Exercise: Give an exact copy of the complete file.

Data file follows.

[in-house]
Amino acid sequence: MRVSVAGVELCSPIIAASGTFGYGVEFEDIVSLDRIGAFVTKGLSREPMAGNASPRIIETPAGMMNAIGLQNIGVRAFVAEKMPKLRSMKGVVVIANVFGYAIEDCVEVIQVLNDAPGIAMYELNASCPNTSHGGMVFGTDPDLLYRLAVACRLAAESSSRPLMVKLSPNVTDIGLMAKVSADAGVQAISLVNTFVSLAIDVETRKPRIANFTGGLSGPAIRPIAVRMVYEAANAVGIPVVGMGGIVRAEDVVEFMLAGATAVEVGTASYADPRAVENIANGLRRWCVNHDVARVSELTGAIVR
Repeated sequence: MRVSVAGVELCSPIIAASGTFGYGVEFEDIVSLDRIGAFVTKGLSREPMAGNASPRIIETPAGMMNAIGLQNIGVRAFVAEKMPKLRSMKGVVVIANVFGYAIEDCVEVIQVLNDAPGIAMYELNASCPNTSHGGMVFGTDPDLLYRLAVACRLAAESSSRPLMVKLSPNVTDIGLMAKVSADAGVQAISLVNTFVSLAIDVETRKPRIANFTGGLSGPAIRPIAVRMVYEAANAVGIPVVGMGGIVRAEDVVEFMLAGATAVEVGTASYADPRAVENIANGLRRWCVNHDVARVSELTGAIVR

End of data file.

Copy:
[in-house]
Amino acid sequence: MRVSVAGVELCSPIIAASGTFGYGVEFEDIVSLDRIGAFVTKGLSREPMAGNASPRIIETPAGMMNAIGLQNIGVRAFVAEKMPKLRSMKGVVVIANVFGYAIEDCVEVIQVLNDAPGIAMYELNASCPNTSHGGMVFGTDPDLLYRLAVACRLAAESSSRPLMVKLSPNVTDIGLMAKVSADAGVQAISLVNTFVSLAIDVETRKPRIANFTGGLSGPAIRPIAVRMVYEAANAVGIPVVGMGGIVRAEDVVEFMLAGATAVEVGTASYADPRAVENIANGLRRWCVNHDVARVSELTGAIVR
Repeated sequence: MRVSVAGVELCSPIIAASGTFGYGVEFEDIVSLDRIGAFVTKGLSREPMAGNASPRIIETPAGMMNAIGLQNIGVRAFVAEKMPKLRSMKGVVVIANVFGYAIEDCVEVIQVLNDAPGIAMYELNASCPNTSHGGMVFGTDPDLLYRLAVACRLAAESSSRPLMVKLSPNVTDIGLMAKVSADAGVQAISLVNTFVSLAIDVETRKPRIANFTGGLSGPAIRPIAVRMVYEAANAVGIPVVGMGGIVRAEDVVEFMLAGATAVEVGTASYADPRAVENIANGLRRWCVNHDVARVSELTGAIVR